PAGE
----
Elder Bostic died Friday, Dec. 9, at the age of 76 at her home in Menlo Park, where she lived for over 50 years, church member Laurita Wheeler said in an interview.
Elder Bostic, a student of the Bible who had written 10 books interpreting sections of it, delivered sermons on Sundays at services that were "very jubilant, very upbeat," Ms. Wheeler said. "The sermons were never the same and were power-packed and dynamic," she said.
Elder Bostic headed a nationwide organization of 24 Apostolic Original Holy churches and traveled frequently for speaking engagements, Ms. Wheeler said.
Asked if Elder Bostic had interests outside the church, perhaps a hobby, Ms. Wheeler warmly replied: "Her hobby was pretty much studying the word of God."
Church members did manage to get her to Hawaii or on a cruise about once a year, Ms. Wheeler said. Membership in the Menlo Park church is around 180, and includes residents of Fremont and Hayward as well as East Palo Alto and Redwood City, as well as Menlo Park, Ms. Wheeler said.
Taking over for Elder Bostic in Menlo Park will be her son, Teman Bostic, also of Menlo Park and a bishop, Ms. Wheeler said.
Elder Bostic was named to the San Mateo County Women's Hall of Fame in 1992.
Founding the church
From her Belle Haven home, Elder Bostic and several associates founded Mt. Olive in 1963, according to church sources.
The church's first home was a storefront on Newbridge Avenue, but members later built a church on Hamilton Avenue in 1971 that, in 1992, was rebuilt as a larger church and community center.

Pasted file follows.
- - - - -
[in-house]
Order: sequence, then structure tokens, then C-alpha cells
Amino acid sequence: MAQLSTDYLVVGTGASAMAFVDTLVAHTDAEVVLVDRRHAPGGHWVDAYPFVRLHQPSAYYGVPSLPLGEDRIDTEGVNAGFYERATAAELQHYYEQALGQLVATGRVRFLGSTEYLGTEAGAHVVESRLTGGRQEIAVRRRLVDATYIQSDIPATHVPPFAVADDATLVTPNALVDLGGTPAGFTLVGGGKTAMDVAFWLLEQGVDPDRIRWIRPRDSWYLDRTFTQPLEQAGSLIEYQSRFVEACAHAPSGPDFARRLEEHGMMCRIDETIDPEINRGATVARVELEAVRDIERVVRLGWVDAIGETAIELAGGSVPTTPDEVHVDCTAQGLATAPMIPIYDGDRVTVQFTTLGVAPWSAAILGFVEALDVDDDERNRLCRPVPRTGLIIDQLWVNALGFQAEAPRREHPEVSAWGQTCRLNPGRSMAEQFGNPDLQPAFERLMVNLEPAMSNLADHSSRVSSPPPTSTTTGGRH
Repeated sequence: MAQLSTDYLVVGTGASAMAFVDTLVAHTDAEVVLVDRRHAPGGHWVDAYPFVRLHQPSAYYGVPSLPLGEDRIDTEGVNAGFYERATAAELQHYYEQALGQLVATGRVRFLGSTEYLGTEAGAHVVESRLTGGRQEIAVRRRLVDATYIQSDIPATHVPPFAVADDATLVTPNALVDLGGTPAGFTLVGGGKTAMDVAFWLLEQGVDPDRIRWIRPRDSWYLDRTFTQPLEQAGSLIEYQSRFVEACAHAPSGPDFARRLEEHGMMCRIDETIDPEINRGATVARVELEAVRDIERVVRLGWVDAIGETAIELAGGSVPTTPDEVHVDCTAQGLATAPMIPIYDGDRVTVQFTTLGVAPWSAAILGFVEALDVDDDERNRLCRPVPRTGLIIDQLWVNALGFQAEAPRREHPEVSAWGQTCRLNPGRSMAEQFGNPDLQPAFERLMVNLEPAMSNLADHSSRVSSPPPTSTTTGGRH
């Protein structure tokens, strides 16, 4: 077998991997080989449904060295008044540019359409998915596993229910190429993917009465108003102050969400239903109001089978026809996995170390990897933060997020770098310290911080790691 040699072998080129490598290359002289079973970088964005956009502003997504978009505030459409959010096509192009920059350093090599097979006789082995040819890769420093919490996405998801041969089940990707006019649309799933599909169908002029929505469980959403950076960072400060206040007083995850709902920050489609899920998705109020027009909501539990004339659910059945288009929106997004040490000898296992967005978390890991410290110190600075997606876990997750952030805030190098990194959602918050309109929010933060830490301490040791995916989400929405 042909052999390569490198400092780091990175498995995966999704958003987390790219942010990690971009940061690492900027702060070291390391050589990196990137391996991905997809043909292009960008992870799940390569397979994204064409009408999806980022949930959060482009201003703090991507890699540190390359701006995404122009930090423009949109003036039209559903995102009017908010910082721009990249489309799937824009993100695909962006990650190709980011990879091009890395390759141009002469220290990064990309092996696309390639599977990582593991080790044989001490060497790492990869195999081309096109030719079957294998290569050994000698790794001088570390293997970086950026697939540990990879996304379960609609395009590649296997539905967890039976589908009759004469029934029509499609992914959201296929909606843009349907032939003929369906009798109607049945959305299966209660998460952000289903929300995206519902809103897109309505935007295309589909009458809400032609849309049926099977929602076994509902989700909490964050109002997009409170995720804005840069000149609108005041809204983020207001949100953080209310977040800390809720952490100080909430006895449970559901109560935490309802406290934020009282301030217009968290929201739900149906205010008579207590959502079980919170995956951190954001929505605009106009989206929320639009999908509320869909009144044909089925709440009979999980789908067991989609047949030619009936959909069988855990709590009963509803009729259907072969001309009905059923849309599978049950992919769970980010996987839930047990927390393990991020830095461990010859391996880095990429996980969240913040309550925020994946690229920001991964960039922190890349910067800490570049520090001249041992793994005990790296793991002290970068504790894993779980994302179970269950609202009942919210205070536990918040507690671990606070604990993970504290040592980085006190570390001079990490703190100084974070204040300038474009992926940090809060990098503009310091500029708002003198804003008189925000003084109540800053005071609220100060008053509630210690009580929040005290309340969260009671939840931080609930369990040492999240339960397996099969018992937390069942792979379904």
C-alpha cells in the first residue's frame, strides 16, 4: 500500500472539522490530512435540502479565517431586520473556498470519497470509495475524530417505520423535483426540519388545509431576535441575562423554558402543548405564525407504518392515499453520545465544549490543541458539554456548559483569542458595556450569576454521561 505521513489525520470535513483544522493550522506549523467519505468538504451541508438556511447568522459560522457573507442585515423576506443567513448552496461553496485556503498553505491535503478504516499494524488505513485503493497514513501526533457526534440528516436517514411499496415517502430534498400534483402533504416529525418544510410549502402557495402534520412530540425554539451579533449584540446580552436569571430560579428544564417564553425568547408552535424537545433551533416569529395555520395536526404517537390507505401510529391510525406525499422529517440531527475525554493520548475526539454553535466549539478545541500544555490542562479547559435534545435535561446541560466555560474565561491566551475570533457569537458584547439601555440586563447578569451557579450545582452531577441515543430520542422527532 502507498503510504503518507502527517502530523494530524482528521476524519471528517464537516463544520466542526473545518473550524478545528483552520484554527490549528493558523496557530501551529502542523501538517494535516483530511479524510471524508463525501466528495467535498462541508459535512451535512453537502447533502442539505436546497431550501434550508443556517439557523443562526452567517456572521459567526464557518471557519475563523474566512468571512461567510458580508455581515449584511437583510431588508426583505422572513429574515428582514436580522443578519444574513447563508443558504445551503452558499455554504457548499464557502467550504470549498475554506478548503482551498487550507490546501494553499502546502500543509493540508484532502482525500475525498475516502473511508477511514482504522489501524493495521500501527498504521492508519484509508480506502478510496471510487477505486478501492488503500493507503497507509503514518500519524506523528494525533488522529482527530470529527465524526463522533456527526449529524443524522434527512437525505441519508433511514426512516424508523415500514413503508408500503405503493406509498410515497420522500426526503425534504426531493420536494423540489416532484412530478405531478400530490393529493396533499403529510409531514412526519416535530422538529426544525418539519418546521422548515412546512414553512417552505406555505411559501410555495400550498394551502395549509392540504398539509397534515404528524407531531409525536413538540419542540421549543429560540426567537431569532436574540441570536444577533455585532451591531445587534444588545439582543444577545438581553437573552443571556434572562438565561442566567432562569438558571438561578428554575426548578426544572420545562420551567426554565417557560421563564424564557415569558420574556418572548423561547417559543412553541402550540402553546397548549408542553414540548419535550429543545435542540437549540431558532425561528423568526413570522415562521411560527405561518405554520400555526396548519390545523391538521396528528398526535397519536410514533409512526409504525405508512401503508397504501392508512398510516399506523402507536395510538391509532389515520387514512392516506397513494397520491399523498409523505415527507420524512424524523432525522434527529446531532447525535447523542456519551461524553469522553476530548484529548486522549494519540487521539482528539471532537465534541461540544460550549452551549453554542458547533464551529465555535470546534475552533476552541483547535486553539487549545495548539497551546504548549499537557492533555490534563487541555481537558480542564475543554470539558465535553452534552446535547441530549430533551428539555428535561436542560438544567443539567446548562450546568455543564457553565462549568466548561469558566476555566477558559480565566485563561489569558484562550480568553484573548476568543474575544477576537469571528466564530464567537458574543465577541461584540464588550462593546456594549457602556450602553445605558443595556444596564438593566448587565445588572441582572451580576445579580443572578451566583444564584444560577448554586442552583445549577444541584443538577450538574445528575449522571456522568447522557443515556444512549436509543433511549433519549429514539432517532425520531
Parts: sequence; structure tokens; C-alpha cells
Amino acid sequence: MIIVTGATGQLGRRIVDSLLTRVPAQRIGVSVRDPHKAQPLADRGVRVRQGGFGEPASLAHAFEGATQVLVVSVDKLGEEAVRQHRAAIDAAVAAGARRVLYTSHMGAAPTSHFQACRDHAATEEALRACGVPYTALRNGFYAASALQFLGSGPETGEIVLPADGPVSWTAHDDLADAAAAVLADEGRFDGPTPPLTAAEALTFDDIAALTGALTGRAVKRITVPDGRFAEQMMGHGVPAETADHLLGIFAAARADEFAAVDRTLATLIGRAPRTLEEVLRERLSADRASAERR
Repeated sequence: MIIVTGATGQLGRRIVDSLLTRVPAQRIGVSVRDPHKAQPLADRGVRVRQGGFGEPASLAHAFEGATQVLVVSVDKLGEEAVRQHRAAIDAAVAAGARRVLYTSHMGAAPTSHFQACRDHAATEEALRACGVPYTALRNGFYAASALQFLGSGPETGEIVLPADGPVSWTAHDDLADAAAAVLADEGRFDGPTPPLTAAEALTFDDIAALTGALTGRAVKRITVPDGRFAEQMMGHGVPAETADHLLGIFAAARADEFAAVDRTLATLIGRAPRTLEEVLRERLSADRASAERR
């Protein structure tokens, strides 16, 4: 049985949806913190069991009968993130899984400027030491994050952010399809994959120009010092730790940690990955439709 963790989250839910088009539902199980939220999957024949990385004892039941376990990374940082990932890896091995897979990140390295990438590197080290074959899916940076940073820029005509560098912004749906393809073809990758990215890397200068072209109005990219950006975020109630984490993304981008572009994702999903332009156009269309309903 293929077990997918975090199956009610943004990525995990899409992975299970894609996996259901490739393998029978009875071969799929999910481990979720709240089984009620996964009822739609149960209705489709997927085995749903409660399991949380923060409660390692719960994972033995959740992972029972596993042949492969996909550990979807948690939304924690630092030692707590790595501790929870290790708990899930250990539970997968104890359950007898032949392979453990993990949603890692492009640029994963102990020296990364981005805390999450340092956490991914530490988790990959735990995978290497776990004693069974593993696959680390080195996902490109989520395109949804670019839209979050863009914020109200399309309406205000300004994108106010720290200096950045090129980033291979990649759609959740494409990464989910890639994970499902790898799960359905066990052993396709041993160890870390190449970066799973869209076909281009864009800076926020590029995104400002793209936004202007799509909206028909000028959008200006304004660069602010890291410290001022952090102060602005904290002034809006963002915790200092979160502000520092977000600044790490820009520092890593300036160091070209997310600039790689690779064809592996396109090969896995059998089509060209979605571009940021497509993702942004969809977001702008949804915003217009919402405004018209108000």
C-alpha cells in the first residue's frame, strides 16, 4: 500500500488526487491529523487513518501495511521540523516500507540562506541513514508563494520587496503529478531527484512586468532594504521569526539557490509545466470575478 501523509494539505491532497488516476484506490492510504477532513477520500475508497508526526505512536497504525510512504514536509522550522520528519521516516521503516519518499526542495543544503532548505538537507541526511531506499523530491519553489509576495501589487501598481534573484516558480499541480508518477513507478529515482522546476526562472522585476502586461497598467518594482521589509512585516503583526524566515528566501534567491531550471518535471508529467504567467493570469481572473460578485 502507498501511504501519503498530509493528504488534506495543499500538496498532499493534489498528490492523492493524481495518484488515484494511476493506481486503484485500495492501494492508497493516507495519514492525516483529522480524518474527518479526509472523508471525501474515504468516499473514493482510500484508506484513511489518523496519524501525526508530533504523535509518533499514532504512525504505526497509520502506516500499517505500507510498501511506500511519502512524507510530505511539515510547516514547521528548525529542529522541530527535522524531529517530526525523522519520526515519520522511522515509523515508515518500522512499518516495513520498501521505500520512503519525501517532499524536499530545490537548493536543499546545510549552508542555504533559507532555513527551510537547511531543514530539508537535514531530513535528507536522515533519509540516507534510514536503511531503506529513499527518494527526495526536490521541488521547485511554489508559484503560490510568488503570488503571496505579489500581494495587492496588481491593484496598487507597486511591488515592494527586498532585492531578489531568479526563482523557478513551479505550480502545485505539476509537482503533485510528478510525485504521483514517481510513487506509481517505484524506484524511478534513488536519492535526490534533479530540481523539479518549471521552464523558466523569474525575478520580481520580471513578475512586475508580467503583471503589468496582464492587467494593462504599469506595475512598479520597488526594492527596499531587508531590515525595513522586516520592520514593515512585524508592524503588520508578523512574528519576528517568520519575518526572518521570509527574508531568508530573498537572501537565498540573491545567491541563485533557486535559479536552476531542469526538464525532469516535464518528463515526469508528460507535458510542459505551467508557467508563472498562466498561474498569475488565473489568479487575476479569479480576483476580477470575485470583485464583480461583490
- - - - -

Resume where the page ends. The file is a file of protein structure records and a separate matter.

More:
Matt Henry, former president of the Belle Haven Homeowners Association and a former Menlo Park planning commissioner, said in a 2006 Almanac profile of Elder Bostic that he "(could) not say too much about" her in praise of her work and presence in the community.
Among the church's neighborhood initiatives: lowering the crime rate, improving schools, making housing more affordable, finding shelter for the homeless, and helping substance abusers.
Ms. Bostic, one of eight children from a broken home, grew up poor and sometimes homeless in Mobile, Alabama, the profile said. At age 9, she chopped wood to help support the family. "I'd go to school when I could, and chop wood when I could," she says in the profile. "I made $2 a week. At that time, $2 would almost buy groceries."
Elder Bostic is survived by sisters Ruthie Young and Oliestine Smith, both of Mobile, Alabama, and Patricia Lawson of San Jose; sons Teman, Charles and Michael Bostic of Menlo Park, and Tabbert and George Bostic of Hayward; and 14 grandchildren, family friends said.
Donations in Elder Bostic's name may be made to CPNDEC (Crime Prevention Narcotics & Drugs Education Center), 605 Hamilton Ave., Menlo Park, CA 94025.